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Help Guide

Trust and Tax Implications of Your Will

This factsheet explains how inheritance tax (IHT) applies to an estate. It also details some of the more complicated trust and tax aspects of the provisions in your Will, though not all of the factors discussed here will apply to every Will.

We have outlined the current law relating to trusts and IHT. Our advice is based on the law as it is generally understood and takes into account accepted HMRC practice, interpretation, press releases and practice statements. It is important to understand that HMRC may change these without warning. They may also choose to announce changes to IHT and the taxation of trusts at any time.

Trust and Tax Implications of Your Will 1

It is very important to review your will and the value of your assets:

  • At regular intervals, we recommend at least every five years
  • Whenever there is a significant change in your circumstances

Inheritance tax summary

What is Inheritance Tax?

Inheritance tax is essentially a tax payable on your assets after your death. This includes your share of assets jointly held with others. Lifetime gifts made in the seven years before your death can also be taken into account.

inheritance tax is also payable on any assets that have been given away if you have retained the use of them. For example, if you transferred your house into your child’s name but continued to live there yourself, inheritance tax would still need to be paid on the value of the house after your death.

Inheritance tax and nil rate band

When you die, the inheritance tax charge on your estate will be nothing up to the rate of the nil rate band and 40% on the remaining balance.

The nil rate band is currently £325,000 and is set at this level until 5 April 2021. However, do remember that the value of any lifetime gifts given in the seven years before your death will count towards this threshold.

If you give your home to lineal descendants such as children and grandchildren, your estate can benefit from an additional residence nil rate band. If this applies, a further £100,000 to £175,000 of the estate could be taxed at 0%. You can also transfer unused residence nil rate band from a deceased spouse or civil partner.

If you are married or in a civil partnership, your surviving spouse or civil partner can inherit any unused portion of your nil rate band in order to reduce the inheritance tax payable on their estate on their death. This portion will be represented as a percentage rather than a specific figure in order to account for the changing threshold.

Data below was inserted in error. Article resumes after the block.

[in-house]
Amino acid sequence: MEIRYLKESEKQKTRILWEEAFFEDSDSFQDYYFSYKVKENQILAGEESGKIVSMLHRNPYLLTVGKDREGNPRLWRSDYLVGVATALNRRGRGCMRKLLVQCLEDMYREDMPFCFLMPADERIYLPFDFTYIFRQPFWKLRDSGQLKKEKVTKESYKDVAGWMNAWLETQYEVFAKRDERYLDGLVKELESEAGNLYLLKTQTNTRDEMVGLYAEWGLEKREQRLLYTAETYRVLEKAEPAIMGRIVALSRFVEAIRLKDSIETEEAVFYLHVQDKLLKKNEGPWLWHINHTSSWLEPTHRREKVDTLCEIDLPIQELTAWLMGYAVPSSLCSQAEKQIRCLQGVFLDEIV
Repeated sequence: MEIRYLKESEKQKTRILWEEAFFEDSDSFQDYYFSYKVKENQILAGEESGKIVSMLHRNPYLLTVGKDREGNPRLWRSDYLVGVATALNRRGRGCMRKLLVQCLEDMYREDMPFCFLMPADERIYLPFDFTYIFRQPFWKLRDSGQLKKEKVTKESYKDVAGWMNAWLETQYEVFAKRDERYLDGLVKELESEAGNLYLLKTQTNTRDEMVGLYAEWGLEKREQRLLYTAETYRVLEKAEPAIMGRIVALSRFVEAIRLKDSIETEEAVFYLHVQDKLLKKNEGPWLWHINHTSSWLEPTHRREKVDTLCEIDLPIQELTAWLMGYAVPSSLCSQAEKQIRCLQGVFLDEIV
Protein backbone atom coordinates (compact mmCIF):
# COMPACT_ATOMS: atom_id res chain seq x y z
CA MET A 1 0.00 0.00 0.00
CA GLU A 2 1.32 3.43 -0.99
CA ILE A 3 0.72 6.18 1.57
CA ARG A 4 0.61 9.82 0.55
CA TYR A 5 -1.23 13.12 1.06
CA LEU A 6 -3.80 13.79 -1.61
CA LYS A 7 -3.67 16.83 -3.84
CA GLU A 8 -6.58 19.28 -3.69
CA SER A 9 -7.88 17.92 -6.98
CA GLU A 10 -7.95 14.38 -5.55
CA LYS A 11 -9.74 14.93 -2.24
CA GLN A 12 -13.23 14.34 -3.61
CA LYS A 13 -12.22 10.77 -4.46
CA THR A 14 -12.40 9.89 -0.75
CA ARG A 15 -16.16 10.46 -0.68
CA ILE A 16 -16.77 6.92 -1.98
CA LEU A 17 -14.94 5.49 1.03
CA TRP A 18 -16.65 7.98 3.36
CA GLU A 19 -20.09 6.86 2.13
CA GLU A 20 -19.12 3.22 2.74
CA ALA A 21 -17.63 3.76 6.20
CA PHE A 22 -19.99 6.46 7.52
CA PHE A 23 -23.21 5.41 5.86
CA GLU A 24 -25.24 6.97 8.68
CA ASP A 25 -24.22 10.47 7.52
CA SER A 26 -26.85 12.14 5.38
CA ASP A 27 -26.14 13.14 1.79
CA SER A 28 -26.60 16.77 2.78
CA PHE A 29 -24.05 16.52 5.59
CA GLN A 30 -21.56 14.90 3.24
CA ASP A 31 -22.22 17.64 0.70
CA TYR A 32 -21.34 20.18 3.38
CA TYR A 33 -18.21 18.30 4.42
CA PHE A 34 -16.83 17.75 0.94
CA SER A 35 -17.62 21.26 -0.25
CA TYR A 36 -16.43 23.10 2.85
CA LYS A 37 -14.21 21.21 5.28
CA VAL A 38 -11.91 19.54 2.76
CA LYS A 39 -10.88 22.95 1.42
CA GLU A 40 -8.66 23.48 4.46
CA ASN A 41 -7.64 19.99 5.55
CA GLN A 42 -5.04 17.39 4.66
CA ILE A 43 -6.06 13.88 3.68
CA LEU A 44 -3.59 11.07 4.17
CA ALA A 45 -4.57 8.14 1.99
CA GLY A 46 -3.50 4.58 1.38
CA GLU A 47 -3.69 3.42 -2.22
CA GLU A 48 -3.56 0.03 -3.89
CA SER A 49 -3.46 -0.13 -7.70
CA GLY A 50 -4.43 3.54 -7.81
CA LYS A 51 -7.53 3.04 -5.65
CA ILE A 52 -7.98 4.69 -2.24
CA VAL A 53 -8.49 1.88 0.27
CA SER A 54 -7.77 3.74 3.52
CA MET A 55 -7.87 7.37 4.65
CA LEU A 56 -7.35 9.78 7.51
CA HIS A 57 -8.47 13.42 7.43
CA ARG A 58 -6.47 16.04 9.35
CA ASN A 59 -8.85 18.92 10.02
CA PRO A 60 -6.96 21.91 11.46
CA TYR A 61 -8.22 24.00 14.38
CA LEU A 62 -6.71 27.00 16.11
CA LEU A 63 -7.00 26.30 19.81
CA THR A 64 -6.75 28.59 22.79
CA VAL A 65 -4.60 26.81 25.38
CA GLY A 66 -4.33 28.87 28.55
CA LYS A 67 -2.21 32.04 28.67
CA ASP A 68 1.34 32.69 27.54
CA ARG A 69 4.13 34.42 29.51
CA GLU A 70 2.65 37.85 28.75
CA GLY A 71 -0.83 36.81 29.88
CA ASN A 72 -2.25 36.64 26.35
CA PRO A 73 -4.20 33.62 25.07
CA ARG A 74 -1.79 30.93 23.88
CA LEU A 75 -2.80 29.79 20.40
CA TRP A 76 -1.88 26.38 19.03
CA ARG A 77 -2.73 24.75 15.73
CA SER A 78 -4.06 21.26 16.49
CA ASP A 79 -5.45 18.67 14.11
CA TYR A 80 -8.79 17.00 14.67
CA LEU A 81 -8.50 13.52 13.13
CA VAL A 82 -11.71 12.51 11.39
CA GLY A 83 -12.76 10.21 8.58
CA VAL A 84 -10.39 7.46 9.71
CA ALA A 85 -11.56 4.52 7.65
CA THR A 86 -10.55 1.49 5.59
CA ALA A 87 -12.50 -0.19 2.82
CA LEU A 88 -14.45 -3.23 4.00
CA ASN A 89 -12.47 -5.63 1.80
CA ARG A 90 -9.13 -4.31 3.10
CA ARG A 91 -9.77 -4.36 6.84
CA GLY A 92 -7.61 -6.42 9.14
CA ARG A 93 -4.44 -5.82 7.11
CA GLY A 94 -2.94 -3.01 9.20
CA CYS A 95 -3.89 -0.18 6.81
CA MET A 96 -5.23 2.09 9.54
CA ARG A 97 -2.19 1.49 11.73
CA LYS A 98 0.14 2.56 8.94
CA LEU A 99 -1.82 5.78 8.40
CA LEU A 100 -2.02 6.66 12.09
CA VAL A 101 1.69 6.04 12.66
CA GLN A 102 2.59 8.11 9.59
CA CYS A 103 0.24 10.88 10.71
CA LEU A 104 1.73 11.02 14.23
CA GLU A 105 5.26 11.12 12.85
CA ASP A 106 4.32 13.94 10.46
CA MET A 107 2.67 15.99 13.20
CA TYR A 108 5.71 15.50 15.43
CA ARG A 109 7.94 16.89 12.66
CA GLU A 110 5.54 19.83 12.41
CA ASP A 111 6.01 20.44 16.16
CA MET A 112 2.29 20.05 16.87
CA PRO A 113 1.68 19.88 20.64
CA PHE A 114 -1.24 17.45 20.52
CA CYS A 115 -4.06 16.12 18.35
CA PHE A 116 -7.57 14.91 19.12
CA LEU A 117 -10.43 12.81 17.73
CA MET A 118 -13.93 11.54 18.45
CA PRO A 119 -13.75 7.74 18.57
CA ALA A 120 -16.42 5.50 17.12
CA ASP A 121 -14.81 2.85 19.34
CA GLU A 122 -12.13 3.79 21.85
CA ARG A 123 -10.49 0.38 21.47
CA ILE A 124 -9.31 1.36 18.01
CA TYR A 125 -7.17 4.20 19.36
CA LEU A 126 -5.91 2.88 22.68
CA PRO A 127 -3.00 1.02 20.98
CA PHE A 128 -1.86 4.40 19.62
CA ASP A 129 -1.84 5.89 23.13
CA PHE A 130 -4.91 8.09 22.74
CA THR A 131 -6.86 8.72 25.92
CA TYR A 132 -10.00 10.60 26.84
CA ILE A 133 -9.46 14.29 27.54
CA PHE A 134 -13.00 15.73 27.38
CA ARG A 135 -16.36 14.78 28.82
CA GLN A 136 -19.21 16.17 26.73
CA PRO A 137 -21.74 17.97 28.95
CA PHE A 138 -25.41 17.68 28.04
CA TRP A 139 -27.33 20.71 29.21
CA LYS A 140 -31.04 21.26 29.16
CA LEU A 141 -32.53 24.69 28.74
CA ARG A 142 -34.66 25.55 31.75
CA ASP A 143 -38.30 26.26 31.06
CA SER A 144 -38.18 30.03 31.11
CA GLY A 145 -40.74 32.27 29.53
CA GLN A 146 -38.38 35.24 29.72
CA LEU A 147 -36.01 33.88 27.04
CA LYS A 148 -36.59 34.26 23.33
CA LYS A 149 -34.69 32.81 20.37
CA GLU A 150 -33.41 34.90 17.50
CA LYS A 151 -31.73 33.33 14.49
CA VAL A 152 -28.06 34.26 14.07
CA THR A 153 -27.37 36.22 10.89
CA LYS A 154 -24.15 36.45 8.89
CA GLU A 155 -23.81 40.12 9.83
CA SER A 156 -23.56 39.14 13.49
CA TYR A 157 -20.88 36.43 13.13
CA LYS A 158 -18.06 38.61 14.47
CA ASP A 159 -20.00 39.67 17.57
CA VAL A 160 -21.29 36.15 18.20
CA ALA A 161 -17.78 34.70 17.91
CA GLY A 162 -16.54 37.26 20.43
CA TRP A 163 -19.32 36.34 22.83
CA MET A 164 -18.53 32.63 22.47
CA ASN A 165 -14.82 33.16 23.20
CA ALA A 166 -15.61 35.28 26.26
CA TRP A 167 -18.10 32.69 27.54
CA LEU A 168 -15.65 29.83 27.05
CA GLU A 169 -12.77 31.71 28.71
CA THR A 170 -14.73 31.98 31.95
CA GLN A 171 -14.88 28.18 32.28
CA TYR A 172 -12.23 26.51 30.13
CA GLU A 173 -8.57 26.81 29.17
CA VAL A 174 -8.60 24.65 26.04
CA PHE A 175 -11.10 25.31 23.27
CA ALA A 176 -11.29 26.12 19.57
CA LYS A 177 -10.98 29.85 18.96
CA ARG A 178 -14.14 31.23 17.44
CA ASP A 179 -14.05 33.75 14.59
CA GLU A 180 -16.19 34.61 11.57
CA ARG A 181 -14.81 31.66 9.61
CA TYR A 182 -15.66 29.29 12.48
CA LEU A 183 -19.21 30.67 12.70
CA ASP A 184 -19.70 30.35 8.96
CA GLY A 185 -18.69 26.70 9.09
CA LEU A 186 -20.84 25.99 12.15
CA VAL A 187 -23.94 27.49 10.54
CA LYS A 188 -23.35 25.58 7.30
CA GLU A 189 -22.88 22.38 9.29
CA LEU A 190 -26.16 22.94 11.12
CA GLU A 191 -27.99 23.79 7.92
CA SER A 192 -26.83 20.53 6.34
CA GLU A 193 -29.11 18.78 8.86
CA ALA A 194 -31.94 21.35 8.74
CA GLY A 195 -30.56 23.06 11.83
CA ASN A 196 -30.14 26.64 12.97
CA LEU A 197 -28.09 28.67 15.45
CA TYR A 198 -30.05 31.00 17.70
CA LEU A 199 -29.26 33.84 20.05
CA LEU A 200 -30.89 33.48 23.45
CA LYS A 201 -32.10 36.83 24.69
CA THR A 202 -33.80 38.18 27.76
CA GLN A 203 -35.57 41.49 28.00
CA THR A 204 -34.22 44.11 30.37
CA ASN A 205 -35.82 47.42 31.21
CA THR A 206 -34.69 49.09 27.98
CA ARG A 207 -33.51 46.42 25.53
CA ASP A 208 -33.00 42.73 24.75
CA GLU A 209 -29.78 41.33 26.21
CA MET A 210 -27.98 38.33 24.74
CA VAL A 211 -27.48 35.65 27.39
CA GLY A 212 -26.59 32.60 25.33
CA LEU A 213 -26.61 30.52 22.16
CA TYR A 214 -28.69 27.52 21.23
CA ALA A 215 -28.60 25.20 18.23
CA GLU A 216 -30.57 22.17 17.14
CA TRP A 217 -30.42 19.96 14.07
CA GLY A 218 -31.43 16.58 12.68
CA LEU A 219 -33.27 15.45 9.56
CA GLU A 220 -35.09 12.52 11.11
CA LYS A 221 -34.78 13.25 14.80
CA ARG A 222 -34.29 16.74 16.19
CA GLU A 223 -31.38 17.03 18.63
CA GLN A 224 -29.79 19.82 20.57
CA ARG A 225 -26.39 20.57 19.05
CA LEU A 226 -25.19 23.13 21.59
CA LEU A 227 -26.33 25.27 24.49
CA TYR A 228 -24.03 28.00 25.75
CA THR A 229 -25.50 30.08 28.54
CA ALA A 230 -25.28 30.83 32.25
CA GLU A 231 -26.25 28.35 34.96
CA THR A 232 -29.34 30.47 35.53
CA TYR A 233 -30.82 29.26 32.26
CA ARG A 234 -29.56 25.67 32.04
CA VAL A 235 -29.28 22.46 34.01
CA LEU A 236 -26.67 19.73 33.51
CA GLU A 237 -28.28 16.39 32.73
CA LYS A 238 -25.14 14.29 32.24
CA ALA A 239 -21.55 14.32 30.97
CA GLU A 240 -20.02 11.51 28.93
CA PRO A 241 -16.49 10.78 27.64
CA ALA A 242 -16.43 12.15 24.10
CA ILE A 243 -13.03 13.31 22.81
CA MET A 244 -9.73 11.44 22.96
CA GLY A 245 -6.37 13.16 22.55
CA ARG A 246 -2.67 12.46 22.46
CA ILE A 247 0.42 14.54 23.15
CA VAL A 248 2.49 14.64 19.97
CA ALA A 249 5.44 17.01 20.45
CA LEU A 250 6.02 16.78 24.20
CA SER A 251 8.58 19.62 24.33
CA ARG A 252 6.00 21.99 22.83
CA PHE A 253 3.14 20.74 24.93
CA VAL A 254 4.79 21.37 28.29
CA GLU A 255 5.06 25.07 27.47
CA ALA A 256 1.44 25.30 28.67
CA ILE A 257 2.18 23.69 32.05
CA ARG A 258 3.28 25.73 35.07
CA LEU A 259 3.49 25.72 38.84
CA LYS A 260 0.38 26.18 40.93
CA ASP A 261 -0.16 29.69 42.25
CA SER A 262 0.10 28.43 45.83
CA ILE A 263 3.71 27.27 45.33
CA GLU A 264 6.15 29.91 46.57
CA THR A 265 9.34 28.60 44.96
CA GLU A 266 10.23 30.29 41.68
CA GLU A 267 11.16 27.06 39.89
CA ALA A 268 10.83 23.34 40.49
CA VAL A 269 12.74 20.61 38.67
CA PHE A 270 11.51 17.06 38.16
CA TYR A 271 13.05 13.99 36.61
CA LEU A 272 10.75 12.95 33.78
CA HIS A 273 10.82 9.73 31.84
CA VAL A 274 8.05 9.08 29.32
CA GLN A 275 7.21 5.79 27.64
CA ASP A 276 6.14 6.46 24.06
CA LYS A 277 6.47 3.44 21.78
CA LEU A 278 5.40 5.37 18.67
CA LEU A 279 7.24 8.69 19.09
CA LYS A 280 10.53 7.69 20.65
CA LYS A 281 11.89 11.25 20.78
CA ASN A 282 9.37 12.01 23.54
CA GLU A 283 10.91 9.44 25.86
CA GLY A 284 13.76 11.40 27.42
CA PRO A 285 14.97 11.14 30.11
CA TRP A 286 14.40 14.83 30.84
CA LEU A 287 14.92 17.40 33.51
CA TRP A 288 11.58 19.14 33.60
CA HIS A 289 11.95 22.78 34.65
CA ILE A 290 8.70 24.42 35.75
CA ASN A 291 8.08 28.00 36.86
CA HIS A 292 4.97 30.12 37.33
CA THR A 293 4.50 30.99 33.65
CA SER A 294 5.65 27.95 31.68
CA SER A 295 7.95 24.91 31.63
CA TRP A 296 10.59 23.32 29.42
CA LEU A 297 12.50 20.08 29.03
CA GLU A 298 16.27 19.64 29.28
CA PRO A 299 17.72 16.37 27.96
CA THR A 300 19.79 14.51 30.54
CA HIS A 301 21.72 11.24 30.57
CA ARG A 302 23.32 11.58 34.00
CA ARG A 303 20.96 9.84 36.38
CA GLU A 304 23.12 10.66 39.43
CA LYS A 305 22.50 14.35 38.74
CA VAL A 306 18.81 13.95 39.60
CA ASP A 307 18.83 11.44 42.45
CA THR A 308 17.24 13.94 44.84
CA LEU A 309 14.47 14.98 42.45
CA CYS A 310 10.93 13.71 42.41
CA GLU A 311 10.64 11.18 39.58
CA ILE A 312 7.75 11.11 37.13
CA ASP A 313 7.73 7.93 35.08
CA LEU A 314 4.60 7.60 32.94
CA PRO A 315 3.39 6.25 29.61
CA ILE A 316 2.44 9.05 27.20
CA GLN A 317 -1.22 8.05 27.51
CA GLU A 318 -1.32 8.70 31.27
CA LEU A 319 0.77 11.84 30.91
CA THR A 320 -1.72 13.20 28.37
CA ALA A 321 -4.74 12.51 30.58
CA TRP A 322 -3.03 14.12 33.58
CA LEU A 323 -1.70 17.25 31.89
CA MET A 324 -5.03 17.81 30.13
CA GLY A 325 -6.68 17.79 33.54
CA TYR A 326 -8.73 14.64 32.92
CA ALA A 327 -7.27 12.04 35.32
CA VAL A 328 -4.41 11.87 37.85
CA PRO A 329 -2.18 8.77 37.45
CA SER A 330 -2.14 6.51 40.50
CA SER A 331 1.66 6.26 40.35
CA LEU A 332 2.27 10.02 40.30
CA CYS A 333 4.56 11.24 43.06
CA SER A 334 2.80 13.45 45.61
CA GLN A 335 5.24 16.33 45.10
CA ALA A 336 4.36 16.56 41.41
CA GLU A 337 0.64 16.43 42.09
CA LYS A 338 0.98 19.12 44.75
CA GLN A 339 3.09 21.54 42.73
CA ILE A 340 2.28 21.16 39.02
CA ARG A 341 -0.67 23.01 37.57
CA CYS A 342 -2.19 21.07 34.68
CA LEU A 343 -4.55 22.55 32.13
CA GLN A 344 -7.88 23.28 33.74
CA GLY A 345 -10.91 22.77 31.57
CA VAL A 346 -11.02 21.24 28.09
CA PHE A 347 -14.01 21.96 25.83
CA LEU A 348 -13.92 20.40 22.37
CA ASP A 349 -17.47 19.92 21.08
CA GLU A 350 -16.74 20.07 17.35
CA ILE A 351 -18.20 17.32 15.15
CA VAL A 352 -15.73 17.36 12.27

Main exemptions for lifetime gifts and on death

Certain gifts are exempt from inheritance tax and do not use up your nil rate band. The main exemptions are:

  • Gifts to your spouse or civil partner (the spouse exemption)
  • Gifts to charities established in the UK (the charity exemption)
  • Gifts that are made regularly out of surplus income

There is an important restriction on the spouse exemption where a UK domiciled person leaves assets to their non-UK domiciled spouse or civil partner. If you think that this may apply to you, please speak to us about it.

Potentially exempt transfers (PETs)

An outright gift to an individual is potentially exempt from inheritance tax and becomes fully exempt if you survive for seven years from the date of the gift. If you do not survive for seven years, the gift becomes chargeable to inheritance tax.

If you survive for more than three years after the gift is given, it will then be subject to a sliding scale of 20–100% of the inheritance tax charge.

Domicile

If you are domiciled in the UK, you will be subject to inheritance tax on all your assets, no matter where they are based in the world. If you are domiciled outside the UK, you will only be subject to inheritance tax on your UK assets. Domicile has a specific legal meaning for UK tax purposes, it doesn’t simply refer to your main place of residence.

You may acquire a UK deemed domicile status for inheritance tax if you have lived in the UK for a long time. If you’re unclear about your domicile status, we can help you understand it in more detail.

Trust summary

You may have established a trust in your Will to govern how your beneficiaries enjoy the benefit from your assets after you die. A trust arises whenever you give your assets to another person (the trustee) to hold for the benefit of someone else (the beneficiary).

Trustees’ duties

Trustees have various duties, including:

  • Balancing the competing interests of all beneficiaries of the trust (this can be particularly difficult between beneficiaries of income and capital)
  • Investing trust assets carefully with professional investment advice
  • Completing and submitting annual self-assessment tax returns for the income and capital gains of the trust
  • For discretionary trusts, completing and submitting supplementary tax returns whenever an inheritance tax charge arises (see Discretionary trust)
  • Running the trust properly, including holding regular meetings to decide what to do with the income and capital in the trust in any one tax year